Manos Kioupakis visits Sandia and gives an SSL Special Seminar
Red-Emitting Quantum Dots for Solid-State Lighting
December 13, 2012
Professor Emmanouil (Manos) Kioupakis, from the University of Michigan, visited Sandia for technical discussions and to give a seminar on “Auger Recombination in Nitride Light-Emitting Diodes from First Principles Calculations.” Professor Kioupakis just finished a post-doc with Professor Chris van de Walle at UC Santa Barbara, and has been doing first-principles calculations of Auger recombination as a possible (and perhaps likely) mechanism for efficiency droop in InGaN LEDs. More recently, Professor Kioupakis has been working on the scaling with polarization fields not only of Auger recombination, but of other recombination processes (Shockley-Read-Hall and radiative). This last topic is of indtence interest for predicting efficiency droop in novel architectures such as non-c-plane LEDs, and c-plane and non-c-plane laser diodes. At UCSB, Manos was supported in part by the Center for Energy Efficiency Materials (CEEM); now, at the University of Michigan, Manos is supported in part by the Center for Solar and Thermal Energy Conversion (CSTEC).
Girl Scout Science Day
December 3, 2012
In this most recent publication titled “Red-Emitting Quantum Dots for Solid-State Lighting” published by the ECS Journal of Solid State Science and Technology, EFRC scientists, Lauren E. Shea-Rohwer, James E. Martin, Xichen Cai and David F. Kelly, discuss the addition of a red-emitting component to make the cold white emission from White LEDs warmer. However, red emitters that could be used in solid-state lighting applications are not yet available.
Abstract: Red emitters that can be excited with blue InGaN LEDs are essential for warm white LEDs for solid-state lighting (SSL). Current red phosphors do not satisfy all of the criteria for SSL. Red-emitting CdTe-based quantum dot (QD) heterostructures meet several of those criteria, such as narrowband emission, broad blue absorption, high quantum yield (QY), and high luminous efficacy of radiation. This paper describes the synthesis of CdTe, CdTe/2CdSe, CdTe/2CdSe/CdS, and CdTe/2CdSe/CdS/5ZnS QDs and their photoluminescence. The growth of two CdSe shells on the CdTe core increases the QY to 95.5%. The shells reduce the thermal quenching above room temperature. CdTe cores that were aged for one year, exhibited thermal quenching of 73% at 100⁰C, whereas the aged CdTe/2CdSe and CdTe/2CdSe/CdS QDs had thermal quenching of 39% and 38%, respectively at 100⁰C. After cooling to room temperature, the QDs retained ~92% of their initial QYs. CdTe-based QDs have substantially less thermal quenching than CdSe/ZnSe QDs, which exhibit an 87% reduction in the QY and thermal degradation at 100⁰C. Aging the various QDs for one year resulted in blue-shifts of the absorbance and PL emission by ~5-11 nm; broadening of the FWHM by ~0.7-4 nm; and an increase in the PL lifetimes.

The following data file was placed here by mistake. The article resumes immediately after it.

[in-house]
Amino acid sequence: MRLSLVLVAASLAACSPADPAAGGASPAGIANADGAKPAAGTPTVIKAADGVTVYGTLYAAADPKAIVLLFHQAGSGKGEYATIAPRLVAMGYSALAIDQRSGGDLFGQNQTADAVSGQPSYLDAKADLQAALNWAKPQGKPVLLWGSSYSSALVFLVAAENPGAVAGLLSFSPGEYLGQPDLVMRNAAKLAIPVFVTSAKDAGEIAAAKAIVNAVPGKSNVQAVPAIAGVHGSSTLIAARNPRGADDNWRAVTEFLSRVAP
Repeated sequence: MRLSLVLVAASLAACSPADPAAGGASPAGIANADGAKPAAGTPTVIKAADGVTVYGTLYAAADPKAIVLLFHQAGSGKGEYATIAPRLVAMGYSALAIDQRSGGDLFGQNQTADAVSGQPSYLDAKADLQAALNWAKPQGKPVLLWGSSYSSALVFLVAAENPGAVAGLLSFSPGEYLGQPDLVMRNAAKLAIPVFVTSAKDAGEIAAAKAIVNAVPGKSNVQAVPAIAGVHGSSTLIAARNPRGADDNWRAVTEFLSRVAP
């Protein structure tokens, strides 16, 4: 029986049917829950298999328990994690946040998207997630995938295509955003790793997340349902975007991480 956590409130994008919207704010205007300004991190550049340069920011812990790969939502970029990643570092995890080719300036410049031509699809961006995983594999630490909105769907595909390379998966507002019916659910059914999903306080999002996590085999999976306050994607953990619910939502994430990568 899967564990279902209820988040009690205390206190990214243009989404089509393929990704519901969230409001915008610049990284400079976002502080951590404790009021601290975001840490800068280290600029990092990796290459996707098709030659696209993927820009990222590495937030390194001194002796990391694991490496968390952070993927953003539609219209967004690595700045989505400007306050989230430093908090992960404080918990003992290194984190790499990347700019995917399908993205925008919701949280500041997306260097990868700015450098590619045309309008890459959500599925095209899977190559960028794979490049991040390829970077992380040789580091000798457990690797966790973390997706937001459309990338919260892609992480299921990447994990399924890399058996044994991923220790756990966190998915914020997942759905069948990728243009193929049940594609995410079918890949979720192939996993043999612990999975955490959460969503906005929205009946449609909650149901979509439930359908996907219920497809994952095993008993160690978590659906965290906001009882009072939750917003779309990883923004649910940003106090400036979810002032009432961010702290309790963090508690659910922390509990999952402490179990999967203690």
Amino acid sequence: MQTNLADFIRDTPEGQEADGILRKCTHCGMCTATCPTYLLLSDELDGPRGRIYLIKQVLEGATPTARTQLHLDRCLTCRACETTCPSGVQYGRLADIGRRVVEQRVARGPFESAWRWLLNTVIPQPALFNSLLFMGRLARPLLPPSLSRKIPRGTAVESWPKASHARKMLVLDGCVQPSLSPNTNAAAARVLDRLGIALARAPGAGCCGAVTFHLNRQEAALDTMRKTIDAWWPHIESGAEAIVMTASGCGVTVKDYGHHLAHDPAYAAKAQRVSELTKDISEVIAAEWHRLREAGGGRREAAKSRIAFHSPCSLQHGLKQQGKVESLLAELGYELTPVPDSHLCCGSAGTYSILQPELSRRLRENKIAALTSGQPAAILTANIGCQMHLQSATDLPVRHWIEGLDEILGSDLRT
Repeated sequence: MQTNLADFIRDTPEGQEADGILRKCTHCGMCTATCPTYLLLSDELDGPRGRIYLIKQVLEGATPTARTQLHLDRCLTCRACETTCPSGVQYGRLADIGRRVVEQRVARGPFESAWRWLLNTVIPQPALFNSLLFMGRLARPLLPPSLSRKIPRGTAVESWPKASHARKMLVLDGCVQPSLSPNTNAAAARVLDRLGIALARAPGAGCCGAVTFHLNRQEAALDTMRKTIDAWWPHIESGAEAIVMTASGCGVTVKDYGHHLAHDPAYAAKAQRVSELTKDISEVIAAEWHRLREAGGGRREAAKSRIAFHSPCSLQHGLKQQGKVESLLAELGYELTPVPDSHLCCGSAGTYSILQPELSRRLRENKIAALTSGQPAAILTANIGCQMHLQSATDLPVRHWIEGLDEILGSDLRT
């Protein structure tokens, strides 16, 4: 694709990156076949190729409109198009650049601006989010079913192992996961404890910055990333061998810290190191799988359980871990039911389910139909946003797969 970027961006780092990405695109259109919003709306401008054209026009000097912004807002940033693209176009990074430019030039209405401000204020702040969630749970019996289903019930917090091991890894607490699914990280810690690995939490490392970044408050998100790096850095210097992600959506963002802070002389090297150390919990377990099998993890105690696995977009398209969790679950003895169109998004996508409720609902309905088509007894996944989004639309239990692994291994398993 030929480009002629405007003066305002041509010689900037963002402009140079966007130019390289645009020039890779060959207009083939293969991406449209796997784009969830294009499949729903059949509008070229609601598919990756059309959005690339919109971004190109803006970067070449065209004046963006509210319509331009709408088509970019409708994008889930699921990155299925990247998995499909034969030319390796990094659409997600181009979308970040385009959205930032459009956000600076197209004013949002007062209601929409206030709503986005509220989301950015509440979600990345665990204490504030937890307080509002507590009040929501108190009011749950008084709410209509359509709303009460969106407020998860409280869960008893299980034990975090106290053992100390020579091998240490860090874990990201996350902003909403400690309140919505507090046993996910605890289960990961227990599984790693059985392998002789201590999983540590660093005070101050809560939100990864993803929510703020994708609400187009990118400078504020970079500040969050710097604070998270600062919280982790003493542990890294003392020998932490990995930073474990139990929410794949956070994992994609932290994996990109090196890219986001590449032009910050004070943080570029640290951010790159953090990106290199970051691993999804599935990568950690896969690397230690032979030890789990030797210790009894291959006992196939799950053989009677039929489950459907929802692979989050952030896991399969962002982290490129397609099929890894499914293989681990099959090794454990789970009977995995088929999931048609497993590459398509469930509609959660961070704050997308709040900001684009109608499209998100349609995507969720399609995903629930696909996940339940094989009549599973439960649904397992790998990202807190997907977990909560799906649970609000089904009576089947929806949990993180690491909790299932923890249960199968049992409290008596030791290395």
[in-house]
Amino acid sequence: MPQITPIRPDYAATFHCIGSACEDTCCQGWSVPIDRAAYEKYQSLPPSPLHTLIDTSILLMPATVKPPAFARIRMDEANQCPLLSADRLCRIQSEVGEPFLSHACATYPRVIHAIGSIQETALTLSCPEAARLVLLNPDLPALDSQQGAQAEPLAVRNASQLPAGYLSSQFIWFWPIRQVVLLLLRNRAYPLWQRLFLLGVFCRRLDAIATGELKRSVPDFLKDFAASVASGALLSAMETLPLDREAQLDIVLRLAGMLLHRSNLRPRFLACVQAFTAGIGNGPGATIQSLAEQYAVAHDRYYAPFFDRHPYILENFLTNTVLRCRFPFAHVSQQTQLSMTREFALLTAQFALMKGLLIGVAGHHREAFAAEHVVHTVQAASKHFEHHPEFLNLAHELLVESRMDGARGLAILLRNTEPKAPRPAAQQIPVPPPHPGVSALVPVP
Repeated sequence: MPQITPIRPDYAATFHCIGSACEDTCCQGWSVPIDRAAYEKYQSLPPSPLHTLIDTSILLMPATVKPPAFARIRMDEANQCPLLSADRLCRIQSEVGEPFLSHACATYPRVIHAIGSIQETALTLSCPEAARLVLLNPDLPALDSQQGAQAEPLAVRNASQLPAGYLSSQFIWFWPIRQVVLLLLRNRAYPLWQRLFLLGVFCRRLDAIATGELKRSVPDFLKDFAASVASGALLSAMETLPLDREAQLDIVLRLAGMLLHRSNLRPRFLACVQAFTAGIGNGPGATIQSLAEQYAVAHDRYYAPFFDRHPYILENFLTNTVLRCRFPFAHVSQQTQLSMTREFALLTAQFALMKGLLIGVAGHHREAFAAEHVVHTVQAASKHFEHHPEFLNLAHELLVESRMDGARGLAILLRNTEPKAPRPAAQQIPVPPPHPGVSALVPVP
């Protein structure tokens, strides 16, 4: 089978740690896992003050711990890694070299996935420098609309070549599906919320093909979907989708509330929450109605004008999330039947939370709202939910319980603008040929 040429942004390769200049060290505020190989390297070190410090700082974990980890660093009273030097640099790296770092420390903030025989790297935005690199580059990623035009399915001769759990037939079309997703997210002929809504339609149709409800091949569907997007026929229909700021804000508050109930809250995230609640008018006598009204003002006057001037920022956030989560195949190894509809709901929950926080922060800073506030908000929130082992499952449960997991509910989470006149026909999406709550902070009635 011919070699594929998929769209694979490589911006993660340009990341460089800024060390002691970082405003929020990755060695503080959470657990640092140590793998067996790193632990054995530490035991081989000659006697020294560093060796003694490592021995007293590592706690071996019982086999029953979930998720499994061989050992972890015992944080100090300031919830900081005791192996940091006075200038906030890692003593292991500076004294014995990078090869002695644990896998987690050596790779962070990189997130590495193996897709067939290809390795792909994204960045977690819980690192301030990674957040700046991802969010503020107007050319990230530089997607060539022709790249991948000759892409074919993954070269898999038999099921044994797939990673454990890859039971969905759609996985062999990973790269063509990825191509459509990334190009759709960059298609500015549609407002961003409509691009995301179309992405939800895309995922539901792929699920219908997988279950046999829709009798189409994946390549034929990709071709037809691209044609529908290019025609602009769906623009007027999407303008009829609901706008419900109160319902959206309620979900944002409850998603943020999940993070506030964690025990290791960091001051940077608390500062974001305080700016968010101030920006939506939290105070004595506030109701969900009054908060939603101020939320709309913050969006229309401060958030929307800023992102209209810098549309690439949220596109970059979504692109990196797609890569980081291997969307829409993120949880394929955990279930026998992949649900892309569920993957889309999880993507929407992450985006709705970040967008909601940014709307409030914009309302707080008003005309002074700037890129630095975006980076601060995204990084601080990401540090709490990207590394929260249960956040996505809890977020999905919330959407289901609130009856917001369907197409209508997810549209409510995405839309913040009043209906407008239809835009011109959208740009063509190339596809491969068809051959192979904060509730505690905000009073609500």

Successful Conclusion of SSLS EFRC’s High School Summer 2012 Internships
November 4, 2012
Solid-State Lighting was well represented at the recent Girl Scout Science day, held on November 4th at Albuquerque’s National Museum of Nuclear Science and History. One of the demonstrators, EFRC member Mary Crawford, introduced LED-based lighting and led a hands-on demonstration to show how the color components of lighting affect how we see everyday objects. The event, which was open to Girl Scouts and their families, had a total attendance of nearly 400 and was deemed to be a big success based on evaluations from the participants.
August 10, 2012
Our SSLS EFRC brought in four high school interns this summer. All were between their junior and senior years of high school, and had strong backgrounds math and science.
Our interns participated in a wide range of activities: ES&H courses, intense solid-state lighting science and technology reading, experimental work in one of our optics laboratories, energy economics data collection and analysis projects, editing of draft manuscripts for submission to journals or books, helping with the logistics of our Webexed SSLS coffee/dessert hours, attending (and occasionally transcribing) lectures, and touring various Sandia laboratories. They each also had one open-ended mini-project that each was able to carry to a nice level of depth, and that with follow-on work over the coming year might develop into a contribution to the scientific community.